Friday, March 27, 2009

Pretty in pink

I got an email from Patagonia Fishing Ambassador Dylan Tomine who is gearing up for an adventurous Spring steelhead trip. The topic of the email was his fly pattern called the String Thing. I thought some of you may be interested due to the fact that the earlier post about Dylan's String Worm and fly photo has gotten a lot of views. Here are Dylan's words:

"Just twisting up a few String Things for a North Coast, BC trip in a few weeks—especially since noted fly moocher Tim Pask is involved. Blue is my all-around favorite and usual go-to fly, but based on the success gear guys are seeing with the much-vaunted “pink worm,” I caved in and made some of these for buddies on the Olympic Peninsula. Their results were stellar. So good, in fact, I’ve quickly gotten over my prejudice against pink steelhead flies and am now fishing them myself. So far so good. I’m stoked to be up there searching for spring steelhead on some of the rivers that drain into the Inside Passage. Will report back when I return."

Photos courtesy of Dylan Tomine


Anonymous said...

El Pescador--

How goes it? Just back from our North Coast, British Columbia spring steelhead expedition and thought I’d report in. We took a 42-foot converted gillnetter out of Prince Rupert and headed north with two small jet sleds in tow. The plan was to anchor up in the river mouths and take the sleds upstream to swing flies for big spring steelhead. But, as they say, “Man plans, Mother Nature laughs.”

We found 8-foot ice walls on the river banks (should be bare by this time of year), brutally low water and 34-degree river temps. To top it off, as the river dropped, it actually got dirtier—eventually reaching the chocolate milk stage and forcing us to bail on the whole enterprise. We did find a couple fish, but as the weather went down the tubes, and the boating became a scary matter of bouncing from rock to rock to stump to log jam to ice berg...well, it just stopped making sense.

But it was actually a fun trip and a great adventure. I got to spend time with good friends and environmental superheroes Bruce Hill and Gerald Amos of the Headwaters Initiative and learn about the threats posed to this pristine region by the Enbridge Pipeline. And any time I get to hang around outside exploring rivers and messing around with boats with my buddy, photographer Tim Pask is always a great experience. Toss in some world class crabbing and the resulting gluttony, and well, like I said—fun trip.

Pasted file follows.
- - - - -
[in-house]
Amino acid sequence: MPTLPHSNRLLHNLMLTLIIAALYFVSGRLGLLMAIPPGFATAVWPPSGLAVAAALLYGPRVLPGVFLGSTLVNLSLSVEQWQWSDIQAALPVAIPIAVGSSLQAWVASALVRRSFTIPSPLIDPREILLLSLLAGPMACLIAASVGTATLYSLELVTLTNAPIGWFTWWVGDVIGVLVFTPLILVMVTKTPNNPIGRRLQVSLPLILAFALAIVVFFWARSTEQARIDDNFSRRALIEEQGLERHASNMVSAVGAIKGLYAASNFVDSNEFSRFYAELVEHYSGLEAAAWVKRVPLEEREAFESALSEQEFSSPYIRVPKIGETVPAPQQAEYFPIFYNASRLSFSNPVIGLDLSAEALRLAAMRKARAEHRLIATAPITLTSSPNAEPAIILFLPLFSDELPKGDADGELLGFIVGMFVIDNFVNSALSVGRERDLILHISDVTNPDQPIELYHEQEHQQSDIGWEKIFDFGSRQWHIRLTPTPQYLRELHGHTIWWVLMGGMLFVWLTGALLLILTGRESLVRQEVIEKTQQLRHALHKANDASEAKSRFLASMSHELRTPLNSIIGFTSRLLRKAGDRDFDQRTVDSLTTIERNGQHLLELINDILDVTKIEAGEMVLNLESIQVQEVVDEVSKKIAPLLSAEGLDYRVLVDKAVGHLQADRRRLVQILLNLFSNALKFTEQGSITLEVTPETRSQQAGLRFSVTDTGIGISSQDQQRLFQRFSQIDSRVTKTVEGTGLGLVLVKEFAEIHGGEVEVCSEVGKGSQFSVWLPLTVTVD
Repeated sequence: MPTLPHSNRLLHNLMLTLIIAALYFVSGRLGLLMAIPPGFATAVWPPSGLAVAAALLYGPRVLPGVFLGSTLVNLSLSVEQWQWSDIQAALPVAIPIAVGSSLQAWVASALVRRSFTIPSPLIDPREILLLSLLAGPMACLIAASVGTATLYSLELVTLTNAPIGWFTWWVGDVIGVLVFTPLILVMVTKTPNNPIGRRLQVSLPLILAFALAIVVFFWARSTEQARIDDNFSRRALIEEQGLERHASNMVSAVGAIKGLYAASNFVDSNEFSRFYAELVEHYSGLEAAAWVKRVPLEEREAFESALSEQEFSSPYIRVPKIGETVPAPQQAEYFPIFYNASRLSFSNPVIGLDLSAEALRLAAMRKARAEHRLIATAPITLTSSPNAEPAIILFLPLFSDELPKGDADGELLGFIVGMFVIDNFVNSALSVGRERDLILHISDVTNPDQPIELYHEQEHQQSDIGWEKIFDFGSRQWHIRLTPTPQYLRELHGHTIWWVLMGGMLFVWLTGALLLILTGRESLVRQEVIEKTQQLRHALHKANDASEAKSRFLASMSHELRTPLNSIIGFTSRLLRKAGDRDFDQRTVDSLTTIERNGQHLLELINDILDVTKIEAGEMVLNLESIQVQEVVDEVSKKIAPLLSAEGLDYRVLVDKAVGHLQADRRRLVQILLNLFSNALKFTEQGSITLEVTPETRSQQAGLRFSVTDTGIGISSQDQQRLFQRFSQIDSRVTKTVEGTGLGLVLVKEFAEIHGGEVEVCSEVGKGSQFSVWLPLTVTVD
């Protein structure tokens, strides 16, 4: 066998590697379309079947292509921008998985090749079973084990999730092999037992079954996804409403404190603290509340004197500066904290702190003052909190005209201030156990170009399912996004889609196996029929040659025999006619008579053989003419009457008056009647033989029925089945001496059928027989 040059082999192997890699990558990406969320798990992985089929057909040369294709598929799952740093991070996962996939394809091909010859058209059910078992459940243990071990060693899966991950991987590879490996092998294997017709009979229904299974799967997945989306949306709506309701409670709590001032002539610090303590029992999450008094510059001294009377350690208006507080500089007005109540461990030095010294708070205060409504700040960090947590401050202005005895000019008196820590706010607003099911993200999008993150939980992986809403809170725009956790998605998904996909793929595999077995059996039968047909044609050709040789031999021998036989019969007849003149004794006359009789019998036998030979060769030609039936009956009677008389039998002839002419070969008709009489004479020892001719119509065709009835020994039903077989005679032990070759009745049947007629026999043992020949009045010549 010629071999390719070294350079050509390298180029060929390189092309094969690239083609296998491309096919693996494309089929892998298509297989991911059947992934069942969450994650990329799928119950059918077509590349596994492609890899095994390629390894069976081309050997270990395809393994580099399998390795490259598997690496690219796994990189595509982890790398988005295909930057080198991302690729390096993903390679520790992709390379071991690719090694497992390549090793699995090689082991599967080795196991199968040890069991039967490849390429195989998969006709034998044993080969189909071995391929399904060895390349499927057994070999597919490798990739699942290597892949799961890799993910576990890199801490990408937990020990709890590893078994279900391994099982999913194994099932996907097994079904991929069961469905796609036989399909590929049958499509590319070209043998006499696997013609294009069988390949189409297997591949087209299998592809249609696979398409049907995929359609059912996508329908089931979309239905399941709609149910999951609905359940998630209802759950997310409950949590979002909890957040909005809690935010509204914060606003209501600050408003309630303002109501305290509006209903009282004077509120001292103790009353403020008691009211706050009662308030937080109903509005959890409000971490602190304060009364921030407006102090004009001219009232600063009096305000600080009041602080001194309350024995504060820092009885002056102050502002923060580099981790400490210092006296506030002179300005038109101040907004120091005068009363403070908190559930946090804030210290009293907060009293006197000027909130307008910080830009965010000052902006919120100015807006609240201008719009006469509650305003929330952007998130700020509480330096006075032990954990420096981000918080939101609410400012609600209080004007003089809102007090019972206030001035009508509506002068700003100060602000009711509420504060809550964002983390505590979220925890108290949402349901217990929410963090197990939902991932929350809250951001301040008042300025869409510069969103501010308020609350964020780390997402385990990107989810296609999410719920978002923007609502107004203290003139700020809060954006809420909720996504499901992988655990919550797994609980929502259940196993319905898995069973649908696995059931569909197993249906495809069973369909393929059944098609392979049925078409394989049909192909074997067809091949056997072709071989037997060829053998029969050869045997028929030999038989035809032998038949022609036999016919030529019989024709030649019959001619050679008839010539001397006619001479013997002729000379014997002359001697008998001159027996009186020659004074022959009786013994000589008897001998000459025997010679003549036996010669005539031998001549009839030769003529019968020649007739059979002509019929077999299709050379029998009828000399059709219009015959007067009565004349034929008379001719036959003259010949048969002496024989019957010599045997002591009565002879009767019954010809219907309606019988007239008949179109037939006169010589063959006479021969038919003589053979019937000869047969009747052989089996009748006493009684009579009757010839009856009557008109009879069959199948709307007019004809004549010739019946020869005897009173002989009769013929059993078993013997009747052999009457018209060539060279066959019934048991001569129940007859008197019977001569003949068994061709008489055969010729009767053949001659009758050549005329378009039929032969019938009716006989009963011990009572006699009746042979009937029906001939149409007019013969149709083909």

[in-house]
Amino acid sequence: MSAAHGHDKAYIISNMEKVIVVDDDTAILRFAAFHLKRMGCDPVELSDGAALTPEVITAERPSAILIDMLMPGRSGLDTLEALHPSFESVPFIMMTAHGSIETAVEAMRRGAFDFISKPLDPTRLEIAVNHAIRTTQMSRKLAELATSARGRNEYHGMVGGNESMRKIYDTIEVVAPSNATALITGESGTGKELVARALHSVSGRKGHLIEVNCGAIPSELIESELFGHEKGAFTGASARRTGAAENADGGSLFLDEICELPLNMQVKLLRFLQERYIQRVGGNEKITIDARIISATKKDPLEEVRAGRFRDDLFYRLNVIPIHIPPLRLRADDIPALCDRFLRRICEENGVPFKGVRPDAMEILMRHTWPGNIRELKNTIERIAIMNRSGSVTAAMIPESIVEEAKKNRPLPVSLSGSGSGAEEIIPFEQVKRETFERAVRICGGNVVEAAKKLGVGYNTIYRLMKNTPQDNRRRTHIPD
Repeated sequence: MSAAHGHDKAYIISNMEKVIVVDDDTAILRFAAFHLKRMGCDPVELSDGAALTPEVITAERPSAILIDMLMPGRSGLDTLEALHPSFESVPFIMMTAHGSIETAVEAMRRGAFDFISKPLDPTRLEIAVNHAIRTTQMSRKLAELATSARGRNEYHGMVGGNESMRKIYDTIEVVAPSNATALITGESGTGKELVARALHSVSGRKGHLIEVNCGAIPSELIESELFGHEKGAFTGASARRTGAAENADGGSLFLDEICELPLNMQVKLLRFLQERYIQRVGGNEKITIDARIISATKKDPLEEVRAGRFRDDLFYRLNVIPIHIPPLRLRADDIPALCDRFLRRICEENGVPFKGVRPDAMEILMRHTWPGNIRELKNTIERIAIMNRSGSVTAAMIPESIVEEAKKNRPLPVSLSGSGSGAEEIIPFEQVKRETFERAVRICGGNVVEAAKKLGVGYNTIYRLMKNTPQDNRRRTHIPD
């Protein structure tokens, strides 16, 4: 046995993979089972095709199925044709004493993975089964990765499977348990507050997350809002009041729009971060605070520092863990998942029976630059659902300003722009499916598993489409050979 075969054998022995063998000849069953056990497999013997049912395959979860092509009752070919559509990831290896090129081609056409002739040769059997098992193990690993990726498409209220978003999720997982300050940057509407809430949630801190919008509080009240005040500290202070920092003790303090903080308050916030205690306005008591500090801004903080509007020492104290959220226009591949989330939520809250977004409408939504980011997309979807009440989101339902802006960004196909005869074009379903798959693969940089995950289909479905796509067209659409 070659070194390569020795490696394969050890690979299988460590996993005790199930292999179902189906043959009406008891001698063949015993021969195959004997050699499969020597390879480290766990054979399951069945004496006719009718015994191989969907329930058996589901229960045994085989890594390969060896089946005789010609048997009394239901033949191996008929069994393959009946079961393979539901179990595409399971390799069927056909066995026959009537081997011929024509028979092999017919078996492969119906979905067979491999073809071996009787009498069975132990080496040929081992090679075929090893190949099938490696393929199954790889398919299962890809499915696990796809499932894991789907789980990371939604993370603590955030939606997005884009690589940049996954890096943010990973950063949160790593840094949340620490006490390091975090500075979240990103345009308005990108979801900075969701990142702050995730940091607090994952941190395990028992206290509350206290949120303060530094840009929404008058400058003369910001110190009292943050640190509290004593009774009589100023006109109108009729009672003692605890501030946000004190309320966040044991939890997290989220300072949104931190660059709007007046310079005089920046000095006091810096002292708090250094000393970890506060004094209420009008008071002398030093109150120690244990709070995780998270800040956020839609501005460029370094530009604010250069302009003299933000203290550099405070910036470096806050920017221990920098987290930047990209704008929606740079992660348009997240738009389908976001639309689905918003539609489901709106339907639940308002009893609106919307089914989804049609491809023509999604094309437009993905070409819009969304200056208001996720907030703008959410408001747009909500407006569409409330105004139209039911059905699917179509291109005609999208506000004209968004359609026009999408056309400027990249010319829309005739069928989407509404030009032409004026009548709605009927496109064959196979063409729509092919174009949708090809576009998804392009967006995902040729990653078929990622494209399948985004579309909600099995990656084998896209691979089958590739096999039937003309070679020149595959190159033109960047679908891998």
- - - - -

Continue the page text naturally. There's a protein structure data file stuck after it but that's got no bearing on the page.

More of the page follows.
The unseasonably wintry conditions also made for perfect gear testing. While standing in near-frozen water and dodging icebergs, I found the Guidewater Waders’ Merino wool grid booties kept my feet exceptionally warm, dry and comfortable. This was especially surprising because upstream hikes and hauling the sled off rocks meant plenty of exertion and sweat happening between the long stretches of submerged standing and casting.

This was also my first “fleece free” expedition, where for weight and space limitations, I went with all “puff” gear for my main insulation. Micropuff Pants over Cap 3 on the lower half and Micropuff Jacket over Cap 3 and R1 Pullover on top kept me warm and comfortable in all kinds of miserable weather. It was tough to leave my trusty R4 at home, but the light, airy feeling of puff gear, not to mention how easy it is to layer made it the perfect choice. In fact, other than sleeping, I never took the above combo off for the whole trip. When we were on deck and it got really cold, I just threw a DAS Parka over everything else and floated in warmth. I frickin’ LOVE puff!

One other piece of equipment I have to call out for outstanding performance: The felted-bottom heavy-weight wool socks are absolutely unbeatable inside waders. Best socks ever.

So...busted trip? I guess as far as actually catching huge numbers of giant steelhead, yeah. But in the big picture, it was a killer experience and a ton of fun. And I’ve come to realize that’s the real reason we roll the dice on “iffy” gambles like this one—it ends up being about the people, the place, the food and what you see and learn. So in that context, great trip.



Tim Pask said...

I thought I'd pile on as well. I now have some serious time on the Guidewater waders and have to agree completely with Dylan. I must be one the of the people with bad circulation, as my feet get cold when water temps drop below 40. I have enough days in these waders to know that the Neo/Wool makes a huge difference in both warth and comfort.

I have to also agree that the Puff products are amazing and I have found myself going more towards Puff then fleece this past year. It is amazingly light and WARM. I toss my Puff Hoody in my StormFront Pack and always have extra warmth if need be, but my 18 year old pullover puff still works great over some wool...

We also put some serous miles walking the river as soon as the boat was beached in shallow water (daily occurance), and I was able to really regulate my body temp this trip.

Not sure how, but I actually managed to gain a few pounds. Of course the combination of Gerald's food foraging abilities and Bruce's culinary abilities might have something to do with it.

Anybody looking for a slighted dented 17.5' Willie Boat??

The Adventure Continues

El Pescador said...

Thanks for the adventure update and feedback guys. I look forward to hearing more from the trip when our paths cross. Onward.